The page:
Closing in again – CometWatch 18 February

Today’s CometWatch entry is a 1024 x 1024 pixel single frame NAVCAM image obtained on 18 February from a distance of 198 km from the centre of Comet 67P/Churyumov-Gerasimenko. The image has a resolution of 16.9 m/pixel and measures 17.3 km across.

NAVCAM image of Comet 67P/C-G taken on 18 February from a distance of 198 km to the comet centre. The image has been processed to bring out the details of the comet’s activity. Credits: ESA/Rosetta/NAVCAM – CC BY-SA IGO 3.0

NAVCAM image of Comet 67P/C-G taken on 18 February from a distance of 198 km to the comet centre. The image has been processed to bring out the details of the comet’s activity. The exposure time of the image is 4 seconds. Credits: ESA/Rosetta/NAVCAM – CC BY-SA IGO 3.0

While the original image (provided at the end of this post) is dominated by the nucleus, increasing the exposure emphasises the nebulosity of the coma and reveals the impressive nature of the comet’s jets streaming out into space (see image above). This also highlights the “noisy” background – typically a combination of detector noise, background stars, and grains of material ejected from the comet, which are sometimes captured as streaks.

Meanwhile on the comet’s large lobe, the dark shadowed region of Aten and the seemingly flat face of Khepry to its left stand out. On the small lobe, the regions known as Bastet and Ma’at are most clearly seen, while the cliffs of Hathor are largely in shadow. (Click here for a map of the comet’s regions.)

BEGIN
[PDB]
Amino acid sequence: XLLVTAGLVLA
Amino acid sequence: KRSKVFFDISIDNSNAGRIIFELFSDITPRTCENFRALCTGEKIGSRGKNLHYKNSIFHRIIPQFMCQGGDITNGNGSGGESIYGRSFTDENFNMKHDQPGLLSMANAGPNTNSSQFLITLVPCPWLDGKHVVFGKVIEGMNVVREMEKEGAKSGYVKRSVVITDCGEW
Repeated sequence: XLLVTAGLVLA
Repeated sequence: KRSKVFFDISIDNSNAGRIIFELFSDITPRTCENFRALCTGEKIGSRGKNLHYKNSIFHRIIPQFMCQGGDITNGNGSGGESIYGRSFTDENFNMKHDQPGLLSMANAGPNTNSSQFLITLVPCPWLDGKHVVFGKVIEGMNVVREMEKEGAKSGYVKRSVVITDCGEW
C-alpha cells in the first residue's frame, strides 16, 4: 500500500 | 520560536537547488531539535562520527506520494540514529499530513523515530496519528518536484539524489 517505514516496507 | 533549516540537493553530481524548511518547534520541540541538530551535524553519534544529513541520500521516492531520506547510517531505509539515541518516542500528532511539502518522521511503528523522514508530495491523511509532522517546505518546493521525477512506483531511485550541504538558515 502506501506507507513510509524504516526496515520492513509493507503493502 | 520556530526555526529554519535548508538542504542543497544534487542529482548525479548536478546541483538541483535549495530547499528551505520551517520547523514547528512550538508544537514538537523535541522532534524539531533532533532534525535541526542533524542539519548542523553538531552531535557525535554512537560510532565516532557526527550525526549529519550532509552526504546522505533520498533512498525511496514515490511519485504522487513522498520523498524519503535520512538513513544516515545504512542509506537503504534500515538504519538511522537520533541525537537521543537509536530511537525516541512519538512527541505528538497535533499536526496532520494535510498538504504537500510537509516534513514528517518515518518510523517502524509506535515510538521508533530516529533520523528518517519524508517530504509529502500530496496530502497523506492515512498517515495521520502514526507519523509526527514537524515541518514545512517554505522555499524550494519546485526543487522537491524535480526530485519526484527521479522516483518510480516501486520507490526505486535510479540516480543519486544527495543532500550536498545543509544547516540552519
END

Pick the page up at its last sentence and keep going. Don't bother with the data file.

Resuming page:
Today, 23 February, Rosetta flies by the comet at a distance of about 55 km. Click here for a video depicting the current trajectory of Rosetta.





  • If this were the very only picture of the comet,
    we might think that its nucleus consists of two parts,
    rotating around each other.
    Thanks for the photo,

    PS. C-G should make a date with his barber 😉

  • Kamal Lodaya says:

    So far we haven’t seen prominent jets from the head, so it that really a jet from the neck going past the head?

    • THOMAS says:

      @ Kamal Lodaya

      I think we can indeed safely assume that all the visible jets are once again fanning out from the neck region, as in every other image shown so far. The lobes are simply surrounded by a sort of luminous fuzz.

  • Benjamin says:

    please don´t “clean” the photo, only leave compleatly, tks

    • emily says:

      The original image is also provided (the one at the end of the post).

  • To the navigation team and NavCam team:
    it’s impossible to shot images at the apocomet positioning 67P in an angle of the field of view of the NavCams to show the extent and the shape of the jets far from the nucleus? If so we could analyze better their evolution.

  • originalJohn says: